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Trauma, Memory, and Healing in Asian Literature and Culture

Jayawickrama, Sharanya (Hongk Kong Shue Yan University, Hong Kong)

978 1 351 37900 7
Electronic book text
List price(s):
54.95 USD
36.99 GBP

Publication date:
1 June 2019

Full description: 

Is trauma a concept that can be translated across cultures? Can it have global applicability and utility for literary and cultural analysis? Do the approaches and perspectives generated by literary and cultural work hold purchase for social and political interventions? Modern Asia is a region in which the traumatic legacies of colonialism persist and military regimes and dictatorships have led to untold human suffering. Countless loss of life has been caused by revolution, civil war, and genocide; and natural catastrophe has rendered existing social and political tensions even more volatile. The insights of trauma theory for the analysis of literary and cultural representation in Asia and the enrichment of trauma studies by the study of Asian literatures are two crucial areas of scholarly research. This book broadens the scope of trauma and memory studies by considering whether existing concepts of trauma and memory are viable in relation to the histories, present states, and futures of the non-Western world. Explore the complex and surprising intersections of literature, history, and ethics across the region through its wide-ranging but closely comparative focus on geo-political sites across East, South, and Southeast Asia which brings together perspectives on both dominant and marginalized sites in the broad Asian continent, including Cambodia, China, India, Japan, Malaysia, Pakistan, the Philippines, Sri Lanka, and Turkey.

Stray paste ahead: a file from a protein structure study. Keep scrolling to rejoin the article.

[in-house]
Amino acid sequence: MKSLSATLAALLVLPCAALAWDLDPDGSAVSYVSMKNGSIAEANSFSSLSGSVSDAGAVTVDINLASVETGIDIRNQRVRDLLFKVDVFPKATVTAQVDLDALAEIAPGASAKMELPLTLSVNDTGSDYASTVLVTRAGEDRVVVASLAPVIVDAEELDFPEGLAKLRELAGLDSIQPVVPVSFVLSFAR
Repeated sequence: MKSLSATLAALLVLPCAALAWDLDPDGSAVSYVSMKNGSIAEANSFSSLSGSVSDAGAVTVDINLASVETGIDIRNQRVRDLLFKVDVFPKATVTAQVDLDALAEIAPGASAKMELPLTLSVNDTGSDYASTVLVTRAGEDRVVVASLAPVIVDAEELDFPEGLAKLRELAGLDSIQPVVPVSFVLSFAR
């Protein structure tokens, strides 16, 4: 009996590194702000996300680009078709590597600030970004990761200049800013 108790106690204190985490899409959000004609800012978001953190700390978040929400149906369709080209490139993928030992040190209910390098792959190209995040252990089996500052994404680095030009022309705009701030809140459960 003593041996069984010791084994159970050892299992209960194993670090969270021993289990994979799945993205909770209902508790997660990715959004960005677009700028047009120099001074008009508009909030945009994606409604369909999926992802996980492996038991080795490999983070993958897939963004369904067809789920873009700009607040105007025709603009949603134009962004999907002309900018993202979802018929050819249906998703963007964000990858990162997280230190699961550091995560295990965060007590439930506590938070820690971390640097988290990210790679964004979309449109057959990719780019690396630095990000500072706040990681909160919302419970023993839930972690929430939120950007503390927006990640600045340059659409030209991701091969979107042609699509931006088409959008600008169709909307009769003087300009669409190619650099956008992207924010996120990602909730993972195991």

Table of contents: 

1.Introduction (Sharanya Jayawickrama) Part One: Activating Memory 2.Tha Language of Trauma in Gao Xingjian's Selected Short Stories (Michael Ka Chi Cheuk) 3.Forgiving But Not Forgetting in The Garden of Evening Mists (Zhu Ying) 4. Healing from the Khmer Rouge Genocide by Tell[ing] the World : Active Subjectivity and Cultural Memory in Loung Ung's First They Killed My Father (Nelly Mok) Part Two: Testimonial Forms 5. The Urge for an Amorphous `Body': Reading Elif Shafak's The Gaze as a Testimony (Anamika Purohit) 6.The Great East Japan Earthquake and Children's Picture Books (Michele Chan Chi Ying) 7.Young People's Memories of a Violent Past in Southeast Asia (Marija Todorova and Kathleen Ahrens) Part Three: Trauma, Body, State 8.Defiance and the Speakability of Rape: Decolonizing Trauma Studies in Mahasweta Devi's Fiction (Bidisha Banerjee) 9.Engendering Islam: Religio-Cultural Violence and Trauma in Qaisera Shahraz's The Holy Woman (Rahul K. Gairola and Elham Fatma) 10. The War and the Wave: Literary and Cultural Narrative at the Intersection of Traumatic Experience in Sri Lanka (Sharanya Jayawickrama) Part Four: Traumascapes 11.Tyrants, Typhoons, and Trauma: Spectrality and Mid-Mourning in Nick Joaquin's Cave and Shadows (Jocelyn Martin) 12.Remembering and Commemorating Genocide: Dark Tourism in Cambodia (Robyn Morris) 13.Transgenerational Hauntings and Un-commemorated Traumascapes in Okinawan Literature (Kyle Ikeda)


Sharanya Jayawickrama is Assistant Professor in the Department of English Language and Literature in the Department of English Language and Literature at Hong Kong Shue Yan University.




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